3 habitat type, yielding a total of 12 test sites. Each site had a similar elevation (approximately 800 m) and was subjected to simila r weather patterns at the time of this study. At each of these 12 sites, three replicate soil samples were collected randomly from the topsoil layer. While standing at a single point, leaf litter and debris were raked, by hand, away from the soil. Soil that was in direct contact with litter was avoided. A small shovel was used to transfer between 20 to 30 grams of topsoil to a labeled plastic Ziploc bag. The shovel was washed and cleaned with water after each sample was collected to prevent cross conta mination. All samples were then carried back to La Estacin Biolgica Monteverde for testing and processing within 48 hours. Primary Forest Secondary Forest Pasture Coffee Farm Habitat (Meta communities) Sites (Different Locat ions) Replicates per Habitat (Local Communities) Figure 1. Sampling protocol and experimental design. Four different habitats (meta communities) were chosen: Primary Forest, Secondary Forest, Pasture, and Coffee Farm. Three separate sites of each habitat were located for study. At each of the three sites, three replicate samples were collected, for a total of 9 replicates per habitat or 36 replicates over all four habitat types. Collections were made 4 11 Nove mber 2004, during the latter half of the rainy season, a period marked with an increase in mist precipitation. All primary and secondary forest sites were located in the Ecolodge. Pasture samples were obtained from the cattle pastures of the Salazar, Ram rez, and Leitn families. Finally, non fungicidal farmland sites were located in Finca La Bella in the coffee farms of Oldemar Leitn, Gilbert Lobo, and lvaro Vega.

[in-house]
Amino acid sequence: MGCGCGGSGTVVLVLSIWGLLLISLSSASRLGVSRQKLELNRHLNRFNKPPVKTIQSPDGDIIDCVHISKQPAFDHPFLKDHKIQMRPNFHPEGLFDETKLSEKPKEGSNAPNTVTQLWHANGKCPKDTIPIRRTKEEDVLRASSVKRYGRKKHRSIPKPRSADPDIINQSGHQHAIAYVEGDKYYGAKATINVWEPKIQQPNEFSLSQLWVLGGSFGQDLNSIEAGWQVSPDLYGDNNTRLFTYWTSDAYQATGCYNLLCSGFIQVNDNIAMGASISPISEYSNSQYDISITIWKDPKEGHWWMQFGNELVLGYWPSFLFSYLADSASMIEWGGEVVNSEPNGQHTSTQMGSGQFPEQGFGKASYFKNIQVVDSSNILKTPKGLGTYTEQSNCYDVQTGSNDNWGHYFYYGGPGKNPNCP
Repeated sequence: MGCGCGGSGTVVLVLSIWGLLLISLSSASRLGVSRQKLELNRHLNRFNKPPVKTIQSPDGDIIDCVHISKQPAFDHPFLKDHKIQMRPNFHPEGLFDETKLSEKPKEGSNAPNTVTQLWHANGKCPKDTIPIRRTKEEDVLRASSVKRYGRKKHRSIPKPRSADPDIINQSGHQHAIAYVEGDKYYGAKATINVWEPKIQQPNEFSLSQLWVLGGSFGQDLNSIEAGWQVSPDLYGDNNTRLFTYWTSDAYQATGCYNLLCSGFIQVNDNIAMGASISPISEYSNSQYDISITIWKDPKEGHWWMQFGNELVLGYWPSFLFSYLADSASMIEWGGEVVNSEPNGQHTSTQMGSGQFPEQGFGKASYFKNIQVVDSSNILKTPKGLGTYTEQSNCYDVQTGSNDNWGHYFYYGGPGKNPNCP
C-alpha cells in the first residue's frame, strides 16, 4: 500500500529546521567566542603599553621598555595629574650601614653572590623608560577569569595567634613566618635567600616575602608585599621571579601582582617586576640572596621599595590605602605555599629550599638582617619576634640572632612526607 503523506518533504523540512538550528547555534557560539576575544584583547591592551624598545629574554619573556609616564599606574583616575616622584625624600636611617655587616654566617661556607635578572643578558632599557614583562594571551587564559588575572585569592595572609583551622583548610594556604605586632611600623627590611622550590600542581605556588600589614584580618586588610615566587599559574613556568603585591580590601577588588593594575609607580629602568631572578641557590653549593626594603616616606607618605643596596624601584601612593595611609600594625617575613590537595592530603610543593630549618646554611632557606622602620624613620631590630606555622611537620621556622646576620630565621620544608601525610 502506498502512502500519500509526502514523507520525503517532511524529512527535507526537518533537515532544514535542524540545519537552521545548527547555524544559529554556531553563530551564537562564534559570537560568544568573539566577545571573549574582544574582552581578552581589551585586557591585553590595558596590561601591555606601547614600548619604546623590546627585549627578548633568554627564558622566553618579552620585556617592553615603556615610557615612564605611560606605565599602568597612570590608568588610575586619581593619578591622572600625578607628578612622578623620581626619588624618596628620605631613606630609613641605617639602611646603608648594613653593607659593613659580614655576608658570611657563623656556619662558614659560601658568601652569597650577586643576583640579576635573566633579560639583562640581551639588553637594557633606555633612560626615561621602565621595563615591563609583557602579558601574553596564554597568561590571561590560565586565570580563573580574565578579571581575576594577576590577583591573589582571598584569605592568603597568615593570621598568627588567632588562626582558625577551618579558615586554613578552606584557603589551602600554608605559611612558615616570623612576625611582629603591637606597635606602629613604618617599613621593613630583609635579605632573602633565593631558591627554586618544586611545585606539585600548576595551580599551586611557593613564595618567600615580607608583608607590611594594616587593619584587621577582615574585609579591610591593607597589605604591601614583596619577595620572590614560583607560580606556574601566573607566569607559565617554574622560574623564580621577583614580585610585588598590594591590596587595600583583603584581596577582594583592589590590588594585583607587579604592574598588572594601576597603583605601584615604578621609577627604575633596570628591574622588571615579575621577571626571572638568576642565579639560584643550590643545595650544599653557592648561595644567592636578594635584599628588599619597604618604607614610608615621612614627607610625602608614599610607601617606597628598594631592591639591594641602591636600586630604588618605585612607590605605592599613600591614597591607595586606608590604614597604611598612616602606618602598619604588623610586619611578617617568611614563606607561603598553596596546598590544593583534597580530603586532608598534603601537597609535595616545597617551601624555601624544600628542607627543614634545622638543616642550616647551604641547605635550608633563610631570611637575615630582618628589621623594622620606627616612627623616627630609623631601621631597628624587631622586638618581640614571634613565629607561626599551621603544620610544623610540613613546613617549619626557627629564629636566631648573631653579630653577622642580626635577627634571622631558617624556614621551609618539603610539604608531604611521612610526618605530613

4 Media The media used for isolation and identification was a Malt Extract Agar base wit h rose bengal solution (0.035 g/L) to inhibit the growth of bacteria and reduce radial extension of the microfungal colonies. In order to completely prevent any form of bacterial growth, Eritromicina MK was added to the water used in the consequent serial dilutions (50.0 mg/L). This type of antibiotic is known to interfere with bacterial ribosome function while, at the same time, not adversely affecting the establishment of microfungal isolates. Identifications were made on the Malt Extract Agar and then isolates were transferred by hyphal tip picks and sub cultured on nutrient agar (with 5 g/L peptone, 3 g/L meat extract, 15 g/L agar, and pH of 6.8) using the streak plating technique. Sample Preparation The soil dilution plate technique (Christensen 2001) was used to isolate colonies of microfungi from the soil substrate. Five grams of soil were removed from each Ziploc bag and shaken with 125 ml of water in a watertight container. A total of two serial dilutions were made, giving final dilutions of 1:1,000, and 1:10,000. As each subsequent dilution was made, they were shaken vigorously to break up soil aggregates and ensure proper and even suspension of the substrate. Dilutions were made for each of the 36 soil samples, yielding a total of 72 dilut ions. Before inoculation, each sample dilution was again shaken and the inoculate was withdrawn while the suspension was still in motion. Pipettes were sterilized with boiling water after each subsequent dilution was made to prevent contamination. Then, 1 ml of soil suspension was plated on agar plates (Cabello and Arambarri 2002). The plates were incubated at room temperature and monitored daily. Incubation time was determined by observing when colony morphology on the isolation plate was distinct and when the average colony size ranged from 20 60 isolates per plate. For this study, the incubation time was 6 days for the 1:1,000 dilution plates. Insufficient isolate numbers on a majority of the 1:10,000 dilution plates allowed for observation of micr ofungi, but prevented further data collection. Indirect Observation of Soil Microfungi After incubation, agar plates were examined under a stereomicroscope. The number of colonies on each plate was counted. Each isolate was examined based on morphologi cal characteristics and subsequently categorized into morphological species based on these similarities, hyphal pigments, exudates, margin shapes, color changes in the media and any other readily observable characteristics that made one isolate distinct from another (Azaz and Pekel 2002). The morphological species type on each plate and its correlating abundance were recorded for each replicate. Sample populations were iso lated using hyphal tip picks to nutrient agar. These isolates were incubated at room temperature for 3 days and then re examined under the microscope to attempt to identify the microfungal species present.